Luis Suarez has been given a dressing-down by Liverpool manager Brendan Rodgers and reminded of his responsibilities to promote the club's image after the Uruguayan admitted diving to try to win a penalty.
Rodgers was infuriated after the South American striker admitted he "invented a foul" during a match with Stoke last October. He has spoken to Suarez about his concerns, but the Uruguayan has not been fined for his comments.
Stoke manager Tony Pulis said Suarez's dive was "embarrassing" at the time of the incident.
Rodgers defended his star striker in the aftermath of Pulis' criticism, saying there was a culture in South America of trying to win penalties. At the time, the Liverpool manager went so far as to issue a statement on the club's website saying "the vilification of Luis is both wrong and unfair".
Although Rodgers insisted he did not feel let down by Suarez's latest remarks, he felt compelled to take a tough line, both publicly and privately, with the 25-year-old.
"The bottom line is that, from my perspective as the manager and leader of the club, it was wrong for Luis to say what he said," said Rodgers.
"It was not acceptable and it will be dealt with internally. Diving is not something we advocate here. Our ethics are correct.
"No one is bigger than the club. I have spoken with Luis and we move on. He knows how I feel. This is a big club, bigger than anyone, and whatever people say goes around the world. He accepts that.
"In fairness to Luis, there have been times when he has knocked on my door and apologised for things. He got booked for a handball (against Southampton) earlier this season and it was instinctive. He is not malicious. It is just his nature."
Suarez will find it difficult to discern what all the fuss is about, because one of the underappreciated nuances of the whole diving issue is that cheating belongs to a winning component known and accepted in Uruguay as viveza criolla – a kind of Machiavellian native cunning that is all part of the pursuit of competitive advantages.
No prizes, then, for imagining how Suarez, who has publicly ascribed great significance to Liverpool sticking up for him, will feel about hearing his conduct described to the media as "unacceptable" and "wrong".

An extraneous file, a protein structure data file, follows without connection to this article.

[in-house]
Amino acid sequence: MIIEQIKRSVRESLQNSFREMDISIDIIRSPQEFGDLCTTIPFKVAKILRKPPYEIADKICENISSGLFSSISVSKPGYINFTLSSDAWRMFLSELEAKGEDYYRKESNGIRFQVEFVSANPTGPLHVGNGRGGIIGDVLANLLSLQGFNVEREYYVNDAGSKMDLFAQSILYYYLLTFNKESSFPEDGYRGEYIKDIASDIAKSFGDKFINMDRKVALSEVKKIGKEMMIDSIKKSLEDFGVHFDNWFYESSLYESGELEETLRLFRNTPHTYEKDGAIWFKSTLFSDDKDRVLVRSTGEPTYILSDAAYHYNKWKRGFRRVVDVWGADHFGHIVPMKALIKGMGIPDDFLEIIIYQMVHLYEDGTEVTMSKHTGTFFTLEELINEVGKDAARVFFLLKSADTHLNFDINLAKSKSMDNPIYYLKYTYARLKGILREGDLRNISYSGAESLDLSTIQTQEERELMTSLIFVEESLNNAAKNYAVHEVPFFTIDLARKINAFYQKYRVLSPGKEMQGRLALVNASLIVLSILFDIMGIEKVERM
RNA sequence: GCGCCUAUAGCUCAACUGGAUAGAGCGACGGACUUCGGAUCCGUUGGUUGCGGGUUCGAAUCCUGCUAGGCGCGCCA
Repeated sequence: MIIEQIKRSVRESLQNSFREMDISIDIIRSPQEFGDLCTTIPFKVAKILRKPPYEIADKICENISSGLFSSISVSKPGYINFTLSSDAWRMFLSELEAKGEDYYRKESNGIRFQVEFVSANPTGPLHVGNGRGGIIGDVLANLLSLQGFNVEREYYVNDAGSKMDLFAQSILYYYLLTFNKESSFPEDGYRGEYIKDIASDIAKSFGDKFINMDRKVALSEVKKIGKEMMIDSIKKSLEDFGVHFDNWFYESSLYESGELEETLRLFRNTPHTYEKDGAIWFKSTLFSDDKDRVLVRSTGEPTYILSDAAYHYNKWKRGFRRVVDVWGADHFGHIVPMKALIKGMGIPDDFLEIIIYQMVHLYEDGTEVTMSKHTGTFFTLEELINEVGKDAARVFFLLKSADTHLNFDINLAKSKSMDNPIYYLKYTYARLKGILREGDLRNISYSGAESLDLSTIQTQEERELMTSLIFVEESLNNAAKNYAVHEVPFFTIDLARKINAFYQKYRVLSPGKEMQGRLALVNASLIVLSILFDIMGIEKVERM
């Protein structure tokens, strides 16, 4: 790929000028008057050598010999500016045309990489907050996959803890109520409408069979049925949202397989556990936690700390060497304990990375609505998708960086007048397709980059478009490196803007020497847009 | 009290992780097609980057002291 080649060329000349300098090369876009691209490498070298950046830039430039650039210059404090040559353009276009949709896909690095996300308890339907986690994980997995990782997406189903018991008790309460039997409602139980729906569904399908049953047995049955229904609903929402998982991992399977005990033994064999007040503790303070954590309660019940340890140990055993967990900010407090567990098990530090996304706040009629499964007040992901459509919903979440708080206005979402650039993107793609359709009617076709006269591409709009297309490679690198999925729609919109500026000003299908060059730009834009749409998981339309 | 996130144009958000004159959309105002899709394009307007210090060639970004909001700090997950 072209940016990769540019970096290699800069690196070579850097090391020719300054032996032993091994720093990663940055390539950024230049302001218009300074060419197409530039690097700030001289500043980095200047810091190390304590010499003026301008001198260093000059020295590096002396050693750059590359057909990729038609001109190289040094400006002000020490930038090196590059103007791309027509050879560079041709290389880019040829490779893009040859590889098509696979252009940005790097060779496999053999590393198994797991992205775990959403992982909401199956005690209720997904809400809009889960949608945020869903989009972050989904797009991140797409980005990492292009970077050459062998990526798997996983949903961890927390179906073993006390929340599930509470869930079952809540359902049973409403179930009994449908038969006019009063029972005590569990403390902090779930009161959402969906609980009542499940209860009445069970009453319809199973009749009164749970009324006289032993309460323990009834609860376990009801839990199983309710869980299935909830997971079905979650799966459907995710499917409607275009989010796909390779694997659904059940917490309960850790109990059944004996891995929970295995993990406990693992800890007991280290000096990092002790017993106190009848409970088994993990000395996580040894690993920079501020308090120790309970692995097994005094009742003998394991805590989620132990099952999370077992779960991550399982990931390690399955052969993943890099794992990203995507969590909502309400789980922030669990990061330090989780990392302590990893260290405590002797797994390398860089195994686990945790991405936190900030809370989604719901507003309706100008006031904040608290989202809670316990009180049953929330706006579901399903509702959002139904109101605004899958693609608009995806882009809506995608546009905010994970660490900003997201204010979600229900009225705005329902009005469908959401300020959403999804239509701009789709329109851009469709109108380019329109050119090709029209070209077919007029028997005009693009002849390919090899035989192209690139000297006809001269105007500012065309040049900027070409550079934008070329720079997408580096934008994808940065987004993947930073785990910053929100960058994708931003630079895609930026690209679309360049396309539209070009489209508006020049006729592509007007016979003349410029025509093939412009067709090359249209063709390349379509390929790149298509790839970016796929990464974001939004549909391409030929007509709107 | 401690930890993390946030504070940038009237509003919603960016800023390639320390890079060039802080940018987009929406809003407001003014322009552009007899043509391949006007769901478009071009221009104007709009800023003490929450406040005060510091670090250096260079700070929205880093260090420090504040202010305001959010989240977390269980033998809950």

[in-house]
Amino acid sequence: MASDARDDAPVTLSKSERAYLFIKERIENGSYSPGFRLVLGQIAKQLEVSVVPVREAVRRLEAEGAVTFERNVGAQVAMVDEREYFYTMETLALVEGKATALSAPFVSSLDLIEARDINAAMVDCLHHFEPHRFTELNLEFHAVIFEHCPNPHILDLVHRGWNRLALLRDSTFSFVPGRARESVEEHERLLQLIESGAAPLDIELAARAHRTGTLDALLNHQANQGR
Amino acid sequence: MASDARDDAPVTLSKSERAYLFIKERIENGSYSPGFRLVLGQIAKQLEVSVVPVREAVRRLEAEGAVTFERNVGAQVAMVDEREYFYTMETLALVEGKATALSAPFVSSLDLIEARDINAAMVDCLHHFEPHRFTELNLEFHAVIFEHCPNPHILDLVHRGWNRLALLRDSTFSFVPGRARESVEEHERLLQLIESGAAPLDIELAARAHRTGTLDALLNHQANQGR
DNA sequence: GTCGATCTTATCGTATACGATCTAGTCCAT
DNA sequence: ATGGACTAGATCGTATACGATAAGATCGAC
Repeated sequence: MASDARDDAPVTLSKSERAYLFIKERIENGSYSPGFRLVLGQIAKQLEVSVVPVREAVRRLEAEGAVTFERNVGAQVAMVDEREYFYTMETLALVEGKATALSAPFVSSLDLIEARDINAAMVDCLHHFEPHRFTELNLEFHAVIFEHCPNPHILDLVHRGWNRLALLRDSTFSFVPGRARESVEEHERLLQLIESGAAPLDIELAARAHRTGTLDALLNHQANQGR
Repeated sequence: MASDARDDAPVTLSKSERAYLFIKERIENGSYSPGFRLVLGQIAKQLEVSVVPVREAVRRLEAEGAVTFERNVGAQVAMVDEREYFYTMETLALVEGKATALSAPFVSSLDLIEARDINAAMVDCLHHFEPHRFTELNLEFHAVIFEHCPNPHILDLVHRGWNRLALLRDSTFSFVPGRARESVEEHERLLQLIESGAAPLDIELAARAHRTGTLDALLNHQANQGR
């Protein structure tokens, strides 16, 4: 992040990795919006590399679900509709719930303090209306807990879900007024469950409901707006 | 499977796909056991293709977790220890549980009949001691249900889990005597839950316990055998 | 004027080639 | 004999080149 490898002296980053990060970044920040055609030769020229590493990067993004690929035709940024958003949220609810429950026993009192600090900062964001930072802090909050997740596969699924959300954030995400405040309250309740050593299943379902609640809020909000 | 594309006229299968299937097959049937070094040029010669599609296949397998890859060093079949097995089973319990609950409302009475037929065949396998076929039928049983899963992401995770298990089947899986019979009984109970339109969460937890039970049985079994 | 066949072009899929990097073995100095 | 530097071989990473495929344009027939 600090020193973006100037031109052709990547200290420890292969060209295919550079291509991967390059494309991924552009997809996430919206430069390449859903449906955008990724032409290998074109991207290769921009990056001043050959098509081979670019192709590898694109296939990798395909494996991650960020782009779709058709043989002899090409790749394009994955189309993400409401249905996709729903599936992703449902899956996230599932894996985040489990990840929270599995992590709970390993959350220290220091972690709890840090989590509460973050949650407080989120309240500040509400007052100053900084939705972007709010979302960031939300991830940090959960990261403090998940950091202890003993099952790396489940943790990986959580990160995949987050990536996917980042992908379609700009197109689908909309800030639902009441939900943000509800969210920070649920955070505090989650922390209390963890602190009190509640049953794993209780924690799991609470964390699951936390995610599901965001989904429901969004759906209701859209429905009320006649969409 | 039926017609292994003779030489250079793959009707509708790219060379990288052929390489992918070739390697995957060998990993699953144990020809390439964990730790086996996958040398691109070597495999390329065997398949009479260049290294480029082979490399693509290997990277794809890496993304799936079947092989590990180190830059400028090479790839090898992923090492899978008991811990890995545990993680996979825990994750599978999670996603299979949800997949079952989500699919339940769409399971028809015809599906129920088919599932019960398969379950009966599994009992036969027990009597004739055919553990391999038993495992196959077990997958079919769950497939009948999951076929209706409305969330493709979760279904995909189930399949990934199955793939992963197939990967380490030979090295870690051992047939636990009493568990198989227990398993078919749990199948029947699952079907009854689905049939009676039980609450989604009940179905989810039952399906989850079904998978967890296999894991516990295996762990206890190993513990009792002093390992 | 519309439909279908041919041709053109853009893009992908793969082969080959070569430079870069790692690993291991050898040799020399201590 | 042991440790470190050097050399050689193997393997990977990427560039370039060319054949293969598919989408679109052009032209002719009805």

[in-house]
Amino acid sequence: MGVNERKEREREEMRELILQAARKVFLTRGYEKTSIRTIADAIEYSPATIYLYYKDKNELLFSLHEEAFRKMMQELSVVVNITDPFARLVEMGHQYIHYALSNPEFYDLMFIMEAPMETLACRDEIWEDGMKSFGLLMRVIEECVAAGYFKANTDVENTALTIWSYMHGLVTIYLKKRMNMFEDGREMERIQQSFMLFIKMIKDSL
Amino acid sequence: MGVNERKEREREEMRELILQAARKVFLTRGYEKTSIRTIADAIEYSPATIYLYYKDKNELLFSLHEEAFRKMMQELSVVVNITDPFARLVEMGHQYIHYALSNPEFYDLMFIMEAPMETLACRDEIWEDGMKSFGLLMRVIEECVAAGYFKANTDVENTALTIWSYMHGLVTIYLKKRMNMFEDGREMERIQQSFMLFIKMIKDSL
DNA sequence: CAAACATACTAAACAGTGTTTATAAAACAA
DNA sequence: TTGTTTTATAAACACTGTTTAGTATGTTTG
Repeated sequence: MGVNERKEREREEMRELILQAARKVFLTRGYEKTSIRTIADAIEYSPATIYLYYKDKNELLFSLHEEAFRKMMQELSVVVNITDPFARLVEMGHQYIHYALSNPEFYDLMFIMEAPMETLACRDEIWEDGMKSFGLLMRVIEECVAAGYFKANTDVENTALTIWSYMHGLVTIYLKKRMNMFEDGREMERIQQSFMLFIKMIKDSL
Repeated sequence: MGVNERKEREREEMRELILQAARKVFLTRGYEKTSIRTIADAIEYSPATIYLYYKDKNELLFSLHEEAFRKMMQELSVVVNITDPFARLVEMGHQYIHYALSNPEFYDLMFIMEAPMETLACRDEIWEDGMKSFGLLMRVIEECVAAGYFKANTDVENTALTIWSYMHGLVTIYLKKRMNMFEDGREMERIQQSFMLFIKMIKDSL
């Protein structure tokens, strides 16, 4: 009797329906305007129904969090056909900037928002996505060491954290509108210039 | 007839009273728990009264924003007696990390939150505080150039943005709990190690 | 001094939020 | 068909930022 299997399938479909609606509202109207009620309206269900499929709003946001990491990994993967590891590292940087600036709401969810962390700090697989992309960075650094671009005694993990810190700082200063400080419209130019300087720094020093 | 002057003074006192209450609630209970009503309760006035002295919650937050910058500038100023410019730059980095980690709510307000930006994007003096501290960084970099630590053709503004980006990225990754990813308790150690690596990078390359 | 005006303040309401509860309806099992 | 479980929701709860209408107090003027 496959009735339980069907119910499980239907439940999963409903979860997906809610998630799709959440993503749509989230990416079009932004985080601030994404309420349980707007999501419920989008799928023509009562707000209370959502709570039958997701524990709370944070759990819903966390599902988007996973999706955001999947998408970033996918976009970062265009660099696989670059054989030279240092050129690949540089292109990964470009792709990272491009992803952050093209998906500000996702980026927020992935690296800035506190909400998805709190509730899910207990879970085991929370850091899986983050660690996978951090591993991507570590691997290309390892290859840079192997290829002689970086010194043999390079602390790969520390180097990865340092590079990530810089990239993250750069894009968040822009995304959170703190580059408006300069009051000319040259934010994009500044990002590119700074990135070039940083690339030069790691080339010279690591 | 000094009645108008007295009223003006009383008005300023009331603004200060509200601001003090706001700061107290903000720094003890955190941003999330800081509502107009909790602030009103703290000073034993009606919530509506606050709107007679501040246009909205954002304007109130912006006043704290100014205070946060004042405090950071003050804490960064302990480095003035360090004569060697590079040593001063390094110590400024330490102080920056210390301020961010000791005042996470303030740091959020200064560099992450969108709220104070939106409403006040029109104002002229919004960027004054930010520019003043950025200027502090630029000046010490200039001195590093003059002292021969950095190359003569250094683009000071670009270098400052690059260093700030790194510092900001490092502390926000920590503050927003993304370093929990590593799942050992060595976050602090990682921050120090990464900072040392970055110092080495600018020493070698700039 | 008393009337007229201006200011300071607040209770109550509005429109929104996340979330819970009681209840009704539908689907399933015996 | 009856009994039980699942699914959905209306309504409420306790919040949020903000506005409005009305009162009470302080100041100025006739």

Suarez's candid but rather naive admission is the latest in a series of mishaps which has left the Merseyside club feeling they are constantly having to put out fires around their No 7.
Following on from last year's race row with Patrice Evra, Suarez has twice been accused of cheating in the last few months.
Liverpool's stance that he is more sinned against than sinner wasn't exactly helped by the interview he gave to South American television earlier this week.
"In fairness to him, most players wait until the end of their careers when they are writing their books and say these things, but he has been honest enough to come out and say it in the middle of his career," said Rodgers.
The broader concern for Liverpool is, having created a sense of persecution at the manner in which Suarez is treated by officials – so certain is the Kop that genuine penalty claims are being ignored they have created a chant about it – they are even less likely to get 50-50 calls.
"It's been difficult for us this season with regards penalties. We've had only only one," acknowledged Rodgers.
"This situation might affect people's thinking. I'm not saying it will do, but it could do. It might make people think twice about things and that's certainly something we don't want.
Pulis insisted the English FA should retrospectively punish players found guilty of diving and highlighted Southampton's Jay Rodriguez as the Premier League's latest "cheat" following his winning of a penalty at Aston Villa last Saturday.
"They should look at it on a Monday after games and then people who have got caught simulating should be punished. If you punish them for three games, four games, five games or whatever, it takes it out of the referee's hands.
"There should be a rule that if a player is found blatantly diving to gain advantage, whether to get a penalty or to con a referee into giving a decision, it should be dealt with severely. It would soon stop it. It's cheating."